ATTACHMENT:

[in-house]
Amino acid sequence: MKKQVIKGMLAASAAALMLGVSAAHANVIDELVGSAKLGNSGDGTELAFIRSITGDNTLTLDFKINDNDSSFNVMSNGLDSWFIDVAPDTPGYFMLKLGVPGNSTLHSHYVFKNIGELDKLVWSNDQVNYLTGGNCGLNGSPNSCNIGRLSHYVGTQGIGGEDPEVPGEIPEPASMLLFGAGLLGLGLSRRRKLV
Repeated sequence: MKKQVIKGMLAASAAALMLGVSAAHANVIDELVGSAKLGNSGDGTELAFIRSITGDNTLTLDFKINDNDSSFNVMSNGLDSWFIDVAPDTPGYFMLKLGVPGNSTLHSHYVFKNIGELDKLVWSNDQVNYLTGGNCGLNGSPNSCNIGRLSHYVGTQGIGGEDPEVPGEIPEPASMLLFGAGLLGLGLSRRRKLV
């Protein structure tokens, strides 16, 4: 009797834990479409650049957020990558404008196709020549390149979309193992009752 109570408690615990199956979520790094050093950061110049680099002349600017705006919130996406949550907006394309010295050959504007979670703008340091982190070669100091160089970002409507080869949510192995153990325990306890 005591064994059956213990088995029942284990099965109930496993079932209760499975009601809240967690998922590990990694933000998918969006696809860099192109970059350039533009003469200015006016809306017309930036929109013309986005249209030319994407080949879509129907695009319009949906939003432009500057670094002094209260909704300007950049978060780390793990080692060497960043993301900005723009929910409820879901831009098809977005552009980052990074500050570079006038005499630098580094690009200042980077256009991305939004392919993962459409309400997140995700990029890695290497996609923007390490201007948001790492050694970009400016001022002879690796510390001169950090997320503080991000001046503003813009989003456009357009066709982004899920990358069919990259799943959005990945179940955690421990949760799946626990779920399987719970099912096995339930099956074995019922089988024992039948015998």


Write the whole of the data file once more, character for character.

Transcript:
[in-house]
Amino acid sequence: MKKQVIKGMLAASAAALMLGVSAAHANVIDELVGSAKLGNSGDGTELAFIRSITGDNTLTLDFKINDNDSSFNVMSNGLDSWFIDVAPDTPGYFMLKLGVPGNSTLHSHYVFKNIGELDKLVWSNDQVNYLTGGNCGLNGSPNSCNIGRLSHYVGTQGIGGEDPEVPGEIPEPASMLLFGAGLLGLGLSRRRKLV
Repeated sequence: MKKQVIKGMLAASAAALMLGVSAAHANVIDELVGSAKLGNSGDGTELAFIRSITGDNTLTLDFKINDNDSSFNVMSNGLDSWFIDVAPDTPGYFMLKLGVPGNSTLHSHYVFKNIGELDKLVWSNDQVNYLTGGNCGLNGSPNSCNIGRLSHYVGTQGIGGEDPEVPGEIPEPASMLLFGAGLLGLGLSRRRKLV
């Protein structure tokens, strides 16, 4: 009797834990479409650049957020990558404008196709020549390149979309193992009752 109570408690615990199956979520790094050093950061110049680099002349600017705006919130996406949550907006394309010295050959504007979670703008340091982190070669100091160089970002409507080869949510192995153990325990306890 005591064994059956213990088995029942284990099965109930496993079932209760499975009601809240967690998922590990990694933000998918969006696809860099192109970059350039533009003469200015006016809306017309930036929109013309986005249209030319994407080949879509129907695009319009949906939003432009500057670094002094209260909704300007950049978060780390793990080692060497960043993301900005723009929910409820879901831009098809977005552009980052990074500050570079006038005499630098580094690009200042980077256009991305939004392919993962459409309400997140995700990029890695290497996609923007390490201007948001790492050694970009400016001022002879690796510390001169950090997320503080991000001046503003813009989003456009357009066709982004899920990358069919990259799943959005990945179940955690421990949760799946626990779920399987719970099912096995339930099956074995019922089988024992039948015998």